The Etemenanki was among the largest of these, and the most important. (The largest was the shrine of Anu at Uruk, built in the third or second century BCE.) According to the Babylonian creation epic Enûma êliš the god Marduk defended the other gods against the diabolical monster Tiamat. After he had killed it, he brought order to the cosmos, built the Esagila, which was the center of the new world, and created mankind. The Etemenanki was next to the Esagila, and this means that the temple tower was erected at the center of the world, as the axis of the universe. Here, a straight line connected earth and heaven. This aspect of Babylonian cosmology is echoed in the Biblical story, where the builders say "let us build a tower whose top may reach unto heaven".


The ruin of the Etemenanki: foundations in a wetland
The best description of the monumental tower can be found in a cuneiform tablet from Uruk, written in 229 BCE. It is a copy of an older text and is now in the Louvre in Paris. It states that the tower was made up of seven terraces and it gives the height of the seven stocks - 91 meters all in all. The ground floor measured 91 x 91 meters, and this is confirmed by archaeological excavations conducted by Robert Koldewey after 1913 (91,48 x 91,66 m). Large stairs were discovered at the south side of the building, where a triple gate connected the Etemenanki with the Esagila. A larger gate in the east connected the Etemenanki with the sacred procession road. Seen from the triple gate, the Etemenanki must have resembled a true "stairway to heaven", because the gates on the higher terraces seemed to be standing on top of each other.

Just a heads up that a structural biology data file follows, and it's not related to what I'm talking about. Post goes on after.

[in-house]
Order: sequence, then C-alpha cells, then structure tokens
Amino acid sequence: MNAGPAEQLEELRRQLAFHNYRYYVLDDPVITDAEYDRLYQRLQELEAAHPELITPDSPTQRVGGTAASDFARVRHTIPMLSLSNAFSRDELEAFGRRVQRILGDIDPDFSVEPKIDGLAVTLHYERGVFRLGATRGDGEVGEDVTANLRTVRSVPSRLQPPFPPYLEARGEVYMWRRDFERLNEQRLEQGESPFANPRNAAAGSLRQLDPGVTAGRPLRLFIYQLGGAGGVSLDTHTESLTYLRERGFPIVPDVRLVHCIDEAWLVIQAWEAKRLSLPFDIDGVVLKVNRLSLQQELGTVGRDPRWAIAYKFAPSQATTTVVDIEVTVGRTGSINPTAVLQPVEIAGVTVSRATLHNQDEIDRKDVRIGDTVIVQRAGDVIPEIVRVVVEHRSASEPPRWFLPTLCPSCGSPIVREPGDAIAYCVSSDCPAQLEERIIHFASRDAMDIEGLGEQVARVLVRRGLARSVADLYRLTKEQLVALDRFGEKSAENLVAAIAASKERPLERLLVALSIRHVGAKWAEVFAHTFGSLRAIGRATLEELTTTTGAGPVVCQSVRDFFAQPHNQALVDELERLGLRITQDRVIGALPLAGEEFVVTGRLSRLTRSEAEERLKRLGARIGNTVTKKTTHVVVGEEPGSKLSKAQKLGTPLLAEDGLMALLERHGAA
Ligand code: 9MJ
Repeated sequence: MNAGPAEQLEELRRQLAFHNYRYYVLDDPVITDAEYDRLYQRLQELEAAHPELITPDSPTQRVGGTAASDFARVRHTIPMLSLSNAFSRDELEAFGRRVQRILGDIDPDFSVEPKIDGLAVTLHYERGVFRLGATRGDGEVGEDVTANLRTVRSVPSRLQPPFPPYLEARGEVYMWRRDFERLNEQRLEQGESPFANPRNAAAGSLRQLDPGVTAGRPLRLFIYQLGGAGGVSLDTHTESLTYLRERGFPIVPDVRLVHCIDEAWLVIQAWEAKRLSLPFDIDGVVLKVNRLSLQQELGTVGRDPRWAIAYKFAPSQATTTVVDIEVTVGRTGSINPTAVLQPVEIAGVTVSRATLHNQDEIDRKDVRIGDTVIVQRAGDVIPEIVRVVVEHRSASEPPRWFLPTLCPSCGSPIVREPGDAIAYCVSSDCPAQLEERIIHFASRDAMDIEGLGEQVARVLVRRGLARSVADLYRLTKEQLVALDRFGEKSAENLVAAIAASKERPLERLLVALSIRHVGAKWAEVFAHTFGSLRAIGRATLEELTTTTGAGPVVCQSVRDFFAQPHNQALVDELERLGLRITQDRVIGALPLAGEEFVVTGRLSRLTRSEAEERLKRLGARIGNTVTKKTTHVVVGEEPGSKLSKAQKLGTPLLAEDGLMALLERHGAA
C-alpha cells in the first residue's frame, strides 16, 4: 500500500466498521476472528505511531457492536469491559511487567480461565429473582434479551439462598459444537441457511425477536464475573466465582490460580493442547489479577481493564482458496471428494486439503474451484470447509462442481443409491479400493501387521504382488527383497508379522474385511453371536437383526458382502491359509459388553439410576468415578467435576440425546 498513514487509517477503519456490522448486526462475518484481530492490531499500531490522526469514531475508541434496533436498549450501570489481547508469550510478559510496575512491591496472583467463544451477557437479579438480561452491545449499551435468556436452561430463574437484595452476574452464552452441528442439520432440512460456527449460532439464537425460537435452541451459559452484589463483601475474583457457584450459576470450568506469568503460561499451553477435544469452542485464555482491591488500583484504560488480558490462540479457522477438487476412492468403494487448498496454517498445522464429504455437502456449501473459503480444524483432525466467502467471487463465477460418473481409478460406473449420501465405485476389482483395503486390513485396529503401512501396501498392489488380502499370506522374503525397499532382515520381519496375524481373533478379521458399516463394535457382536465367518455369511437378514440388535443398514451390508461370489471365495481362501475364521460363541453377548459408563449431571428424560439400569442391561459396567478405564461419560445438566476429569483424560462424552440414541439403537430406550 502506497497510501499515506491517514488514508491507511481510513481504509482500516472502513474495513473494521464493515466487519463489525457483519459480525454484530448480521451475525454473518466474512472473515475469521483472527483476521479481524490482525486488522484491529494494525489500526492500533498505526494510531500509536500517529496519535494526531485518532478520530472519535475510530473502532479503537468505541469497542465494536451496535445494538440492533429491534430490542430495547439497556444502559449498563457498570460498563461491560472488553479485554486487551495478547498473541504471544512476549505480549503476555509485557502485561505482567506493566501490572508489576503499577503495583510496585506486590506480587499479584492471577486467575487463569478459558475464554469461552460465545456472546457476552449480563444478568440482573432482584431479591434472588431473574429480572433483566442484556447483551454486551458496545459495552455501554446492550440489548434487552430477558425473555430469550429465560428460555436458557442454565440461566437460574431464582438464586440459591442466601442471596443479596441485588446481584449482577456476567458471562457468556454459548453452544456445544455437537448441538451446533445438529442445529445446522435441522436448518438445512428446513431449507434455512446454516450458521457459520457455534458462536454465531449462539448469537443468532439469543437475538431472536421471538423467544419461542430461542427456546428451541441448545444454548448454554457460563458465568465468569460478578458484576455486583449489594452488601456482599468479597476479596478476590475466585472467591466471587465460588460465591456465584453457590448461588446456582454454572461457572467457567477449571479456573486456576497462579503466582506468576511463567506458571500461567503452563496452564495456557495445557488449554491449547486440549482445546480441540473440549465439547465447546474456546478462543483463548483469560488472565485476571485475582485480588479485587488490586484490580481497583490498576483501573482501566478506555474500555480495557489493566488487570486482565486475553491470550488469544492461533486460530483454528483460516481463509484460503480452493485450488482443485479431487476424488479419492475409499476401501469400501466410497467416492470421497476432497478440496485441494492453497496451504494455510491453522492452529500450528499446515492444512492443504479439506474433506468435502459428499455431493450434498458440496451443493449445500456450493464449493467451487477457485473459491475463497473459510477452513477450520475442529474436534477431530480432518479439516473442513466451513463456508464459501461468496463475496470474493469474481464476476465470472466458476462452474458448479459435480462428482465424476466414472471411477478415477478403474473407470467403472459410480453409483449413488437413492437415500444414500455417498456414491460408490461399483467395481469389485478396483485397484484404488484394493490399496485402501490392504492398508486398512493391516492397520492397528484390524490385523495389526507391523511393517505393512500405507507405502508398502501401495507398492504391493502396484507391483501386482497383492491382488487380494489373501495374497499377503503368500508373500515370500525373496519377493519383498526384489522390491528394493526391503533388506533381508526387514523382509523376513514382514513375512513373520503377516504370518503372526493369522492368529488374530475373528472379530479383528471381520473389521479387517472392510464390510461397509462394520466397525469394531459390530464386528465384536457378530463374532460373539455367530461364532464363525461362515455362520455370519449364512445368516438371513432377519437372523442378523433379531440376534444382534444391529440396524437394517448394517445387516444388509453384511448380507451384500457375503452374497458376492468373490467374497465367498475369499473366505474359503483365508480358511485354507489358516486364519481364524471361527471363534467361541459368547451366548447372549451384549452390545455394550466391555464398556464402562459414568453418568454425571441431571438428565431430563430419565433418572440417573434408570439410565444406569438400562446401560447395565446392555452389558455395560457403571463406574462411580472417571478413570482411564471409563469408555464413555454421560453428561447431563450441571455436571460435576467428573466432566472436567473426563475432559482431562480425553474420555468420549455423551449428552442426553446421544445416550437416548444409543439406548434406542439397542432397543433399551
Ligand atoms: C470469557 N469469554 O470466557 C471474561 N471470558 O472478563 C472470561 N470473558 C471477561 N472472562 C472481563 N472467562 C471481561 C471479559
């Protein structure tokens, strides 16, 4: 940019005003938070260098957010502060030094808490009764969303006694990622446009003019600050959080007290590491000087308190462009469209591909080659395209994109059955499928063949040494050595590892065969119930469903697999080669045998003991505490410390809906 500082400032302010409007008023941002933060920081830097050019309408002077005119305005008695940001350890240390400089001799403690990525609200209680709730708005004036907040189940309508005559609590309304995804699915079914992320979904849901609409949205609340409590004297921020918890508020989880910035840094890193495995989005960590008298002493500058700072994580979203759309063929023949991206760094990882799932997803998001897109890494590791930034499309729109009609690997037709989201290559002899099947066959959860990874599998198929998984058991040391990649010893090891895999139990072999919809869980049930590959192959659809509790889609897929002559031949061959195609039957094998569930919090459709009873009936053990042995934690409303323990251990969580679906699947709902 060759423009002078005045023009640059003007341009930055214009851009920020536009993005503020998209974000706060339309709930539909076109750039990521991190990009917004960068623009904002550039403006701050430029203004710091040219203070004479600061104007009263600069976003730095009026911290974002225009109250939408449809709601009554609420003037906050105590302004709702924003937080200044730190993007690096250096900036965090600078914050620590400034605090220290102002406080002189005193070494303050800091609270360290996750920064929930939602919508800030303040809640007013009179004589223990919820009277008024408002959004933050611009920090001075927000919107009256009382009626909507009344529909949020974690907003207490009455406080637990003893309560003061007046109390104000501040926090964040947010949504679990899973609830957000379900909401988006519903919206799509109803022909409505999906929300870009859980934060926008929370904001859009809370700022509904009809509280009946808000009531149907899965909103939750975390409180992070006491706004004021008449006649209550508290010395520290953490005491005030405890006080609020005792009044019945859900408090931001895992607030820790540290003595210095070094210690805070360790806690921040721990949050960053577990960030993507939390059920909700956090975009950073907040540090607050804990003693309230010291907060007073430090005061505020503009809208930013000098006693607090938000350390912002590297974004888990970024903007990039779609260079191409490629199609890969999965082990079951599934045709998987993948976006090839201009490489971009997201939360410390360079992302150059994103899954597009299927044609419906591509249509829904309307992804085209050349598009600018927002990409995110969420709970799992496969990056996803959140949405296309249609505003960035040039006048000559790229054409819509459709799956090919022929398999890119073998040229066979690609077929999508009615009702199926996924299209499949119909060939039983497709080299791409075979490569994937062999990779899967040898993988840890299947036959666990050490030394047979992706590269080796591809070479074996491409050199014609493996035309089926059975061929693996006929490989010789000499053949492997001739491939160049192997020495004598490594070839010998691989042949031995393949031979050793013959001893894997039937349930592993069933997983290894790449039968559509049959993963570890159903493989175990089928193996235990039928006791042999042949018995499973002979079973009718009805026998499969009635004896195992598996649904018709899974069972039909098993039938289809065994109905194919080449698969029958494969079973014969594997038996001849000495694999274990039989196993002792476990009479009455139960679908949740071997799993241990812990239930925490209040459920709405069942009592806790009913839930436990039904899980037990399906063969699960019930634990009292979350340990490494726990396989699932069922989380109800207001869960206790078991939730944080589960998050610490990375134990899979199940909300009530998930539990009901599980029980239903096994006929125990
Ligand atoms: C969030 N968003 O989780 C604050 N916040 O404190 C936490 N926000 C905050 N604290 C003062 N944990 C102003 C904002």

Using the archaeological data and the tablet at the Louvre, several reconstructions have been proposed. However, there is one caveat: it is possible that the Louvre tablet describes not the real temple tower, but an idealized sanctuary - a blueprint for a Etemenanki that still has to be build, comparable to the description of the temple of Jerusalem in the Biblical book of Ezekhiel.